Eric Cline has made the case that an earthquake storm in the Eastern Mediterranean region and Anatolia may have created the context in which early Israel emerged, as the resulting cutting of trade routes and system collapse brought about the demise of Canaanite civilization – and others – as they had existed up to this point.
The early Israelite settlements studied by Israel Finkelstein show evidence of houses being arranged in the same pattern as bedouin tents are in their camps. This might suggest that this was a group which was accustomed to transitioning from sedentary to nomadic life and back again as dictated by climate and other factors.
I wonder whether a major change in climate, coupled with a societal collapse, could have led to such a group transitioning and remaining with a particular arrangement for longer than they had previously done. The weakening of Egypt’s grip on Canaan, and the effects of the drought, could have become seared on their cultural memory, and eventually developed into a tale of plagues and of being freed from enslavement to the Egyptians, without their having to have resided in Egypt proper.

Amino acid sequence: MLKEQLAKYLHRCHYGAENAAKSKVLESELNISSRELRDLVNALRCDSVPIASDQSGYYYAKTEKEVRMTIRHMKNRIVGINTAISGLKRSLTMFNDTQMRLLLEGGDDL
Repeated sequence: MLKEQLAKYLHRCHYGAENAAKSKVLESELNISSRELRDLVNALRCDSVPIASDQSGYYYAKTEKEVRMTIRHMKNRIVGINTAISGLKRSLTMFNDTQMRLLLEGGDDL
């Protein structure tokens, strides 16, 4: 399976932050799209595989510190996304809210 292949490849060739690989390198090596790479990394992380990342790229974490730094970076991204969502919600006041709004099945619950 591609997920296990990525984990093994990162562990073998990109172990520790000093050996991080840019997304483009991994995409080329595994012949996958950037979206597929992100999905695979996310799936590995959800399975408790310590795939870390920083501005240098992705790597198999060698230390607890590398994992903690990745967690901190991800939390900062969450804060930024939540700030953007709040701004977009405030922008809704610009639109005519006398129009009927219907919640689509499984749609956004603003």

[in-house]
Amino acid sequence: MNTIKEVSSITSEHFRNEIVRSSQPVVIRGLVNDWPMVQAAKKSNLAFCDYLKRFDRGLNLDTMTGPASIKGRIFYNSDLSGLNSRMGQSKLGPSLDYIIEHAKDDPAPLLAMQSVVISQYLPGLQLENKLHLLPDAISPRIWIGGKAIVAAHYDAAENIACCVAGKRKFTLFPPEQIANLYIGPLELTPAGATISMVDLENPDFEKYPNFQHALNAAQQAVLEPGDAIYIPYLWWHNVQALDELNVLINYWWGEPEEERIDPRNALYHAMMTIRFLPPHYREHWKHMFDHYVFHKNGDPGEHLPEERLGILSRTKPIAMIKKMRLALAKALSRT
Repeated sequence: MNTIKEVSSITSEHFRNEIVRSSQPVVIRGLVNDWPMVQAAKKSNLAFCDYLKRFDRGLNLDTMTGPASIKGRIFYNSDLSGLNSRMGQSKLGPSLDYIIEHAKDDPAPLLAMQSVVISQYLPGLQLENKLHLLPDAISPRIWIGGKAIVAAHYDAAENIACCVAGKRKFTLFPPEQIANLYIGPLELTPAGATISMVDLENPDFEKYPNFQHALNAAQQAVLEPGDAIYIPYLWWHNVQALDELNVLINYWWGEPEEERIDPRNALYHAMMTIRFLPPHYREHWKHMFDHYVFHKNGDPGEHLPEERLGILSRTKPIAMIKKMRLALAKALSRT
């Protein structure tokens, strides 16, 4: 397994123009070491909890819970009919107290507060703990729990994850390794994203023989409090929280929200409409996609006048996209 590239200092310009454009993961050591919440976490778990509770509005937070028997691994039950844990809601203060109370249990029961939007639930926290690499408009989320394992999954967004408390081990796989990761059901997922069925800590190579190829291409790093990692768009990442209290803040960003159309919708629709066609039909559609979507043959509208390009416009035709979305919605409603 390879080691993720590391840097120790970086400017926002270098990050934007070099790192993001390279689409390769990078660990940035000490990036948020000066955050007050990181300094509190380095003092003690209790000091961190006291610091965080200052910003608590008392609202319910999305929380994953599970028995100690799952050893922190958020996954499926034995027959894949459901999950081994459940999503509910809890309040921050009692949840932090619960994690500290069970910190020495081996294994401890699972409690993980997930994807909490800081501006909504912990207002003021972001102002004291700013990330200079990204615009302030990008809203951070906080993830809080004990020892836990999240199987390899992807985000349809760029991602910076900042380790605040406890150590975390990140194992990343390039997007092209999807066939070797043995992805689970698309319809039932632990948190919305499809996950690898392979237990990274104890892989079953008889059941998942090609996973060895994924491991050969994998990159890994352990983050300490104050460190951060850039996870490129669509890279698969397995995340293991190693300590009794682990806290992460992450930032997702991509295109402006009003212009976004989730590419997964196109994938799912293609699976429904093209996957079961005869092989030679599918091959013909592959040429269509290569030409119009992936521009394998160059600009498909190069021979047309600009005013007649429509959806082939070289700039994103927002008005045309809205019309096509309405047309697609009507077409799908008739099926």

I’m primarily a New Testament scholar, and so I will leave it to those who work on ancient Israel and the Hebrew Bible to explore and assess the possibilities. But having spotted this news item, and made connections in my mind with other events occurring in the same region in the same period, I wanted to share some thoughts and see if it sparked any discussion, especially among those who know this particular topic better than I do.